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Meeting Highlights Economic "Dynamism" of Southeast Asia
The World Economic Forum is an independent organization. Its job is to help businesses, governments and civil society groups find ways to work together to improve the world. The twenty-first World Economic Forum on East Asia recently took place in Thailand. Organizers wanted to bring attention to development in Southeast Asia. The event received extra attention because of the presence of Nobel Peace Prize winner Aung San Suu Kyi, the Burmese opposition leader and a newly elected member of parliament. She traveled to Bangkok in her first foreign trip in over twenty years. Burmese President Thein Sein cancelled his appearance at the meeting shortly after her travel plans were announced.
Klaus Schwab started what came to be called the World Economic Forum and serves as its executive chairman. In opening comments, he praised the growing influence of Southeast Asian nations in the world economy and in political issues. In his words, "When you look at the ASEAN region, you feel that here you have a region which is full of dynamism." He said the region "becomes more and more a crucial factor in the world economic and world political context." Several government leaders were in Bangkok for the meeting. They included the president of Indonesia, the prime minister of Vietnam and the prime minister of Thailand. The forum is a place to discuss issues affecting the ten members of ASEAN, the Association of Southeast Asian Nations.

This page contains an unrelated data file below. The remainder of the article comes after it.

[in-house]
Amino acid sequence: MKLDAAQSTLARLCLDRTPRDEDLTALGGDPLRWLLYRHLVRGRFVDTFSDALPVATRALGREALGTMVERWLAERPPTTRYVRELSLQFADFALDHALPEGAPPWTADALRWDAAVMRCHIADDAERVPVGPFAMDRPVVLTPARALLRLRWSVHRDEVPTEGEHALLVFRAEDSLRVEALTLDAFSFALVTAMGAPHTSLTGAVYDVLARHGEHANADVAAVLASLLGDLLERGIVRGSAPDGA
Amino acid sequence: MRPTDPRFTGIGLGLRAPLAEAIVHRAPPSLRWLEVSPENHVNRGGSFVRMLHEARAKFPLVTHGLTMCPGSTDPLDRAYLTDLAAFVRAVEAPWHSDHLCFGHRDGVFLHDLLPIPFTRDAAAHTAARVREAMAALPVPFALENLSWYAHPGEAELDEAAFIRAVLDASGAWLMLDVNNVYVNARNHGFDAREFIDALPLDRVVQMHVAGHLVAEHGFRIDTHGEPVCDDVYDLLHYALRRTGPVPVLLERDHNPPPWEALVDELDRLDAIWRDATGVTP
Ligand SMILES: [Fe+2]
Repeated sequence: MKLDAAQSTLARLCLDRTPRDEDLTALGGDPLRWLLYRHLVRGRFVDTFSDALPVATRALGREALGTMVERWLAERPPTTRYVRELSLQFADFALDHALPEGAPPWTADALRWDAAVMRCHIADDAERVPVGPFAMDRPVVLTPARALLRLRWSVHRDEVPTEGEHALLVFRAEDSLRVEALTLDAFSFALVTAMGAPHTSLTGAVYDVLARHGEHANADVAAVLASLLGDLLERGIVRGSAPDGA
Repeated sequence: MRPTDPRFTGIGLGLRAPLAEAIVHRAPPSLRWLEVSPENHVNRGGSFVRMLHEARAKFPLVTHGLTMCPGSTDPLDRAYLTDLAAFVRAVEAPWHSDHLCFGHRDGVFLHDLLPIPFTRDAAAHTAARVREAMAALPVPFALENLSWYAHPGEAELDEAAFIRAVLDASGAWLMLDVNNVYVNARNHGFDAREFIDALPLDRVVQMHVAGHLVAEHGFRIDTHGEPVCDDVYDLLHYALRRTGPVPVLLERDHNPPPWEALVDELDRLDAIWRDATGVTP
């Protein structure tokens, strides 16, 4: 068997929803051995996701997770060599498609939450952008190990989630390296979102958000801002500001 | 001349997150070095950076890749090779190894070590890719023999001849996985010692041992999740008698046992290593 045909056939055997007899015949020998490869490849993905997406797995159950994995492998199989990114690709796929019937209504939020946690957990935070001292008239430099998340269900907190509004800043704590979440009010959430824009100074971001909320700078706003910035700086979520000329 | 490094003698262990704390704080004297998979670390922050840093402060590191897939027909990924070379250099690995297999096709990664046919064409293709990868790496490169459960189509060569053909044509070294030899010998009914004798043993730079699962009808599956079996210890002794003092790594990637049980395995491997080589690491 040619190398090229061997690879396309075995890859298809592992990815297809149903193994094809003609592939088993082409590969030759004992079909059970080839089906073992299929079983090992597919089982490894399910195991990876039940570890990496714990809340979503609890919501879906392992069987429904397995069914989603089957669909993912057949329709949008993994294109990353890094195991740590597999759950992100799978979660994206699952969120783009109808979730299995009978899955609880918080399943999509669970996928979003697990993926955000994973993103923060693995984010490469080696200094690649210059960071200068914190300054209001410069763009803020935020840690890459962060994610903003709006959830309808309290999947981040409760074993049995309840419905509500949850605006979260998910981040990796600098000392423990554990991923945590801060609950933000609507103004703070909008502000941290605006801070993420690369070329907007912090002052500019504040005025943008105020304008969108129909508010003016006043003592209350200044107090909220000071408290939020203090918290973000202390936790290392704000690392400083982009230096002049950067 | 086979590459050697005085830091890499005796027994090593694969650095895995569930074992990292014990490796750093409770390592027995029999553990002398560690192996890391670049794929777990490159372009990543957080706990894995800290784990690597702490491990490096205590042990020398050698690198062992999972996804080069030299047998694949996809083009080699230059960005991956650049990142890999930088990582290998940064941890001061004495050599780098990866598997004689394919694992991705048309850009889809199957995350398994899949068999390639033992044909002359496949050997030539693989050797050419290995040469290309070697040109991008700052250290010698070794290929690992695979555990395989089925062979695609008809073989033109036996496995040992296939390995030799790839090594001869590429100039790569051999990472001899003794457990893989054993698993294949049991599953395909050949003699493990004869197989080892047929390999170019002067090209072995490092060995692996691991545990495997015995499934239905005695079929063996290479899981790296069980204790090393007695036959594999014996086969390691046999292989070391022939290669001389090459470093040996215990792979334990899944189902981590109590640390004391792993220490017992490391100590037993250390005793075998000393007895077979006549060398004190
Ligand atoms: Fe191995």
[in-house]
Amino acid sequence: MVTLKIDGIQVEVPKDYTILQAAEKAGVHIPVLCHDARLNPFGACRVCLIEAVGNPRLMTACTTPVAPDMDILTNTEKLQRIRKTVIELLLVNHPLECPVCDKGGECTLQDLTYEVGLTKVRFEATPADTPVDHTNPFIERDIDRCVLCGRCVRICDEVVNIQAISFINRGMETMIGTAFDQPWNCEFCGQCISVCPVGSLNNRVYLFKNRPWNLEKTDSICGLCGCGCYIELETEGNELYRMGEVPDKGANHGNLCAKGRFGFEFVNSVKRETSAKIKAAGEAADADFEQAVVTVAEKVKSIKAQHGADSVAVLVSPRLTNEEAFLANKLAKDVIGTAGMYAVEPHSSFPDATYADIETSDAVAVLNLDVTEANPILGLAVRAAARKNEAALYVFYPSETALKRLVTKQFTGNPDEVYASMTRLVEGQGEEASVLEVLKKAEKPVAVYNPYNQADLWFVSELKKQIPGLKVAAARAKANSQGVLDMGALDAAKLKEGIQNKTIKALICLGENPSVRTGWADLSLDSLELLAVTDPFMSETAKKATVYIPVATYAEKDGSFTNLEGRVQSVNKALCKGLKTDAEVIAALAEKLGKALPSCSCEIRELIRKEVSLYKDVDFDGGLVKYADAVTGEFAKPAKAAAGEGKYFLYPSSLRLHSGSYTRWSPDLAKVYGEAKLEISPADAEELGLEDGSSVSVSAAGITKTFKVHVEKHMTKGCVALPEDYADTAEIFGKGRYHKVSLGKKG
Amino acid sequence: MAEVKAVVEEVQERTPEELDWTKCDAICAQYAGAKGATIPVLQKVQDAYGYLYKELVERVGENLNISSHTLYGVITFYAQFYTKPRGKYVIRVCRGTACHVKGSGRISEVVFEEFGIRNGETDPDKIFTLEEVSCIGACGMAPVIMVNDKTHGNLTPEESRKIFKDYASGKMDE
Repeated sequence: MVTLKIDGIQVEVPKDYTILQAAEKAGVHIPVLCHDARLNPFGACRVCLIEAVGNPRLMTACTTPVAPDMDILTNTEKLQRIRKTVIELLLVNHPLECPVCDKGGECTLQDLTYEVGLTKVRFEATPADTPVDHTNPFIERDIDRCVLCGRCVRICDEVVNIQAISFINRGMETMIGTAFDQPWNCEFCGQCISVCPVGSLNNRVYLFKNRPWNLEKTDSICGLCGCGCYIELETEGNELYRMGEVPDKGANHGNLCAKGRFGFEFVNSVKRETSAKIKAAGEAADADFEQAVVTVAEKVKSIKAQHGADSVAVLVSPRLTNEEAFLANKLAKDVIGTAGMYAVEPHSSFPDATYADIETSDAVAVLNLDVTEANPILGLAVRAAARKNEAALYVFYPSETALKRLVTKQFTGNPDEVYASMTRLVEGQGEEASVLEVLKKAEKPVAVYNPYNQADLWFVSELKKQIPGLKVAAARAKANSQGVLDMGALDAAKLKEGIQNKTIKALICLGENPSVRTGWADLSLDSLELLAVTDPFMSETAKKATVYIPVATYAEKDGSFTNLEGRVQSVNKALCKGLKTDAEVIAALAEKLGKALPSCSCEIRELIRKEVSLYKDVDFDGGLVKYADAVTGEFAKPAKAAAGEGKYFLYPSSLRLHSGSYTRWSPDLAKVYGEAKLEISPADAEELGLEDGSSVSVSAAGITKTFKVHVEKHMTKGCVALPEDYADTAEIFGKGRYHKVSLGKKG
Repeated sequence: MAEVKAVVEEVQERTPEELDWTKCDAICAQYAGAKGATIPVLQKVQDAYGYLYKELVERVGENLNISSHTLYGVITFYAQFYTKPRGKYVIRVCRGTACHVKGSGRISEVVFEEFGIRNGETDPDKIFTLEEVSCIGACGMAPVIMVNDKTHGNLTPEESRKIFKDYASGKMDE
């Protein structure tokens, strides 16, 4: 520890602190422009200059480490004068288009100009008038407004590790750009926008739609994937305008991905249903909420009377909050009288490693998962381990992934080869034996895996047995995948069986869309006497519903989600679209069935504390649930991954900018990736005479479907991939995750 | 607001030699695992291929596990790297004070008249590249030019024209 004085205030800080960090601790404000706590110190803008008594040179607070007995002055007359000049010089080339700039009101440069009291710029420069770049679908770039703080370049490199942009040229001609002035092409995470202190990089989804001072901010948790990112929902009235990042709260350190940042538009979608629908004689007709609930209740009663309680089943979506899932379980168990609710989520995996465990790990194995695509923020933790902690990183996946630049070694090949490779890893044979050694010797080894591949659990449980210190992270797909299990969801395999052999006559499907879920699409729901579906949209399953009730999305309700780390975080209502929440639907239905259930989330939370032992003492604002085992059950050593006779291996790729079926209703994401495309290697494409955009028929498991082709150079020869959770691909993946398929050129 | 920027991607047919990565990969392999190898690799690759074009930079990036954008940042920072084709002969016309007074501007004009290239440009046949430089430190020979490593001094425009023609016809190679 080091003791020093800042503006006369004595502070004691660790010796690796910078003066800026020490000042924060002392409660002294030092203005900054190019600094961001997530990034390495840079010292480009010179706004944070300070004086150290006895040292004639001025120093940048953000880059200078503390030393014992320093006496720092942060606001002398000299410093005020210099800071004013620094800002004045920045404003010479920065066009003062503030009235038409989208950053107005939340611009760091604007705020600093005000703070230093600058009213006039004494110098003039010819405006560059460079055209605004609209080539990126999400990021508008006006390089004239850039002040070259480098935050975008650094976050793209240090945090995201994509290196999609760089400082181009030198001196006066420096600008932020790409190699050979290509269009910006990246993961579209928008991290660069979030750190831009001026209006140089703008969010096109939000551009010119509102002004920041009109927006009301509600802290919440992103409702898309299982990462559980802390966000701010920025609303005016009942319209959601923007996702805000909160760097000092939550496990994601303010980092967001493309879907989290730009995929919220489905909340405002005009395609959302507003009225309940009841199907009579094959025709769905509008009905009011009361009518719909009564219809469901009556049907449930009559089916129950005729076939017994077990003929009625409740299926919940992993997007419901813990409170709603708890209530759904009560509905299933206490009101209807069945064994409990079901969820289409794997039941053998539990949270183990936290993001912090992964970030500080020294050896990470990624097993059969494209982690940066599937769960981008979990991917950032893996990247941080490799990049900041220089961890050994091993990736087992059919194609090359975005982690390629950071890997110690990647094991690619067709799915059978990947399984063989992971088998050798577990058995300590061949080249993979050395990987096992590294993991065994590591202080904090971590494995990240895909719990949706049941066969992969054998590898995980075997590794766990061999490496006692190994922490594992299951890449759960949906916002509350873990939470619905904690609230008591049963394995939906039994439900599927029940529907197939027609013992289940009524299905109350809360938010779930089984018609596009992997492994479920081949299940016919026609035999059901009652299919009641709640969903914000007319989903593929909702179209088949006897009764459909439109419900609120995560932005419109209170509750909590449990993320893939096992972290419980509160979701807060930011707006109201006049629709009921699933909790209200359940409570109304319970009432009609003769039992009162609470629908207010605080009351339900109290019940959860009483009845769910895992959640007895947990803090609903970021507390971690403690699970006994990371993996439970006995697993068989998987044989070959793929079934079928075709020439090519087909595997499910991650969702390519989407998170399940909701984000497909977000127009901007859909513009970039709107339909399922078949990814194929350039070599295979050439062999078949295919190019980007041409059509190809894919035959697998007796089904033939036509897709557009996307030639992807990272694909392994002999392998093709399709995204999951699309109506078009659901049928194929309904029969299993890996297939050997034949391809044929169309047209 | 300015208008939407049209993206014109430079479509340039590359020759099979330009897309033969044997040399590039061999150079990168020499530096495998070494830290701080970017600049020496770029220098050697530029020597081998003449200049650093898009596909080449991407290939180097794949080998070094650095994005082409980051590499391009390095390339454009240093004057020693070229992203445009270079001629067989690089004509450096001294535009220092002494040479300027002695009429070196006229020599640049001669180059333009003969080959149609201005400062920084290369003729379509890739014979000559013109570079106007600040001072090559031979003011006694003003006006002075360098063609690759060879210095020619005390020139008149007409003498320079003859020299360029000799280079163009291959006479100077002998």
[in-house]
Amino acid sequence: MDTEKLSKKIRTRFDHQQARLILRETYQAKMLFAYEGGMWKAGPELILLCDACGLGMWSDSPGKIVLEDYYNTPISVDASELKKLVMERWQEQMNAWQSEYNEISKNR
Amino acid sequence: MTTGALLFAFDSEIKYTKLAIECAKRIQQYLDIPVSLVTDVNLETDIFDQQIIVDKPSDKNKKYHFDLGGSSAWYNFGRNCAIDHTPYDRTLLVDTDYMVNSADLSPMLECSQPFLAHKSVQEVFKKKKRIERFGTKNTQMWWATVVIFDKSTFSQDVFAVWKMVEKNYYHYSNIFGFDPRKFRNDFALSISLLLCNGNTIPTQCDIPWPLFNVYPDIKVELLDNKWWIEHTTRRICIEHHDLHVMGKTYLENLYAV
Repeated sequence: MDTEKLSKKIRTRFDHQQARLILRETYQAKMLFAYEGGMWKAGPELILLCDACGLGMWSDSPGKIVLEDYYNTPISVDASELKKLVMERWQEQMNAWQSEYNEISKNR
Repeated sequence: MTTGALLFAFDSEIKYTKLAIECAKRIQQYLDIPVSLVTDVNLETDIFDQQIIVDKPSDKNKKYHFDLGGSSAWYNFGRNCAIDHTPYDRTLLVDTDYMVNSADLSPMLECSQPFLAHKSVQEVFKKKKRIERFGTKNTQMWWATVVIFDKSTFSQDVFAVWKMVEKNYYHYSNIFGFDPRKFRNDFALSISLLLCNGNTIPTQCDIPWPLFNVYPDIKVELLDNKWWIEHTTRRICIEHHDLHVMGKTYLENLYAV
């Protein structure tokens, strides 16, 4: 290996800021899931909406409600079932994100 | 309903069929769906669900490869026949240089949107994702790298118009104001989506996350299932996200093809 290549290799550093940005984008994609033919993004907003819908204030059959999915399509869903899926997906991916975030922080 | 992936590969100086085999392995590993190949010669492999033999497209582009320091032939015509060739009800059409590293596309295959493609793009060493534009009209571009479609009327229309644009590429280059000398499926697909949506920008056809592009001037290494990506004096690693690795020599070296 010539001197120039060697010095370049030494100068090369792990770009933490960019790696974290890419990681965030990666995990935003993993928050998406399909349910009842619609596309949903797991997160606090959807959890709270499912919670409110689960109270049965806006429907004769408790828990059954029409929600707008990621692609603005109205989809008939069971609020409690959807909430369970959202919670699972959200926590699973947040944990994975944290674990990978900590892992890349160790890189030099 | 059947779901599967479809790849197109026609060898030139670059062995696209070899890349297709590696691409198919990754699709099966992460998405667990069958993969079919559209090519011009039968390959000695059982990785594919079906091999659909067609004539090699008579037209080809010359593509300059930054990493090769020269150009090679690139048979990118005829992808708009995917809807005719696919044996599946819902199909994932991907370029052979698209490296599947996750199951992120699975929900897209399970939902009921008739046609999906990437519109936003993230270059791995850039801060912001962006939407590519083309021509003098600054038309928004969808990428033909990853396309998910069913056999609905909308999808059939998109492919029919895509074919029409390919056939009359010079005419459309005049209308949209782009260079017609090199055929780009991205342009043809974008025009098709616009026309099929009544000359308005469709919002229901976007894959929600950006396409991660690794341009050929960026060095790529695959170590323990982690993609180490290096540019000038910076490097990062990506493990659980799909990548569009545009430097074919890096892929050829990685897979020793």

In a speech, Thai Prime Minister Yingluck Shinawatra noted threats like the debt crisis in Europe and climate change. But she also pointed to technological progress, democratic reforms and new centers of economic growth as signs of hope. ASEAN nations are becoming increasingly important in the world economy. As a group, their economic activity is nearing two trillion dollars. Southeast Asian economies are expected to grow more than five percent this year. That rate is higher than Europe or North America.
World Trade Organization Director-General Pascal Lamy also attended the meetings. He said Southeast Asia is doing better than other areas now, but he warned that a slowing world economy could create problems. He said he would expect the region to be more affected in the two or three years to come than it has been so far.
For VOA Special English, I'm Alex Villarreal. (Adapted from a radio program broadcast 01Jun2012)